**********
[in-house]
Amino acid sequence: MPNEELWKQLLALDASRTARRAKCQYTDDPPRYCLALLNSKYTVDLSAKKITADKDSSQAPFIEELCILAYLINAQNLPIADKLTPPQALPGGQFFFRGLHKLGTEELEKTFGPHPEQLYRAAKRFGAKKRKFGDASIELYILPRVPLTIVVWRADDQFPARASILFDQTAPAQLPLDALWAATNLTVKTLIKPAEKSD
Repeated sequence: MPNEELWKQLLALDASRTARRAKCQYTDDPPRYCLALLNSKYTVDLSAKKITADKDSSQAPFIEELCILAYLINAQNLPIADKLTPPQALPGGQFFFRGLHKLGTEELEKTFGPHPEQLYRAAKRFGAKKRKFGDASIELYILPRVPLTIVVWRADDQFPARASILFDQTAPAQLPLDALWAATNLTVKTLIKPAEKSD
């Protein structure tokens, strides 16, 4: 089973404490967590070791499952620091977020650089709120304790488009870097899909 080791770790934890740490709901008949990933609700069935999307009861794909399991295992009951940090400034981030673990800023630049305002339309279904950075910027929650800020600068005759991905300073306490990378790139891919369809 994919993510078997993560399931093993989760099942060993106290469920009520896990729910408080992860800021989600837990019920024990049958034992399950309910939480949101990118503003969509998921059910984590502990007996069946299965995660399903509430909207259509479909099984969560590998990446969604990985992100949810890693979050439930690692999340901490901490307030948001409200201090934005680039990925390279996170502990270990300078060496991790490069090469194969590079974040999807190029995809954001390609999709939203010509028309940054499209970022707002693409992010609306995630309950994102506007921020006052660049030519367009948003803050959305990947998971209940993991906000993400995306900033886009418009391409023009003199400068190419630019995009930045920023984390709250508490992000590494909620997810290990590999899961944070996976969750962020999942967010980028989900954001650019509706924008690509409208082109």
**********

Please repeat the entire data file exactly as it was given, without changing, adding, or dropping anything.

[in-house]
Amino acid sequence: MPNEELWKQLLALDASRTARRAKCQYTDDPPRYCLALLNSKYTVDLSAKKITADKDSSQAPFIEELCILAYLINAQNLPIADKLTPPQALPGGQFFFRGLHKLGTEELEKTFGPHPEQLYRAAKRFGAKKRKFGDASIELYILPRVPLTIVVWRADDQFPARASILFDQTAPAQLPLDALWAATNLTVKTLIKPAEKSD
Repeated sequence: MPNEELWKQLLALDASRTARRAKCQYTDDPPRYCLALLNSKYTVDLSAKKITADKDSSQAPFIEELCILAYLINAQNLPIADKLTPPQALPGGQFFFRGLHKLGTEELEKTFGPHPEQLYRAAKRFGAKKRKFGDASIELYILPRVPLTIVVWRADDQFPARASILFDQTAPAQLPLDALWAATNLTVKTLIKPAEKSD
């Protein structure tokens, strides 16, 4: 089973404490967590070791499952620091977020650089709120304790488009870097899909 080791770790934890740490709901008949990933609700069935999307009861794909399991295992009951940090400034981030673990800023630049305002339309279904950075910027929650800020600068005759991905300073306490990378790139891919369809 994919993510078997993560399931093993989760099942060993106290469920009520896990729910408080992860800021989600837990019920024990049958034992399950309910939480949101990118503003969509998921059910984590502990007996069946299965995660399903509430909207259509479909099984969560590998990446969604990985992100949810890693979050439930690692999340901490901490307030948001409200201090934005680039990925390279996170502990270990300078060496991790490069090469194969590079974040999807190029995809954001390609999709939203010509028309940054499209970022707002693409992010609306995630309950994102506007921020006052660049030519367009948003803050959305990947998971209940993991906000993400995306900033886009418009391409023009003199400068190419630019995009930045920023984390709250508490992000590494909620997810290990590999899961944070996976969750962020999942967010980028989900954001650019509706924008690509409208082109």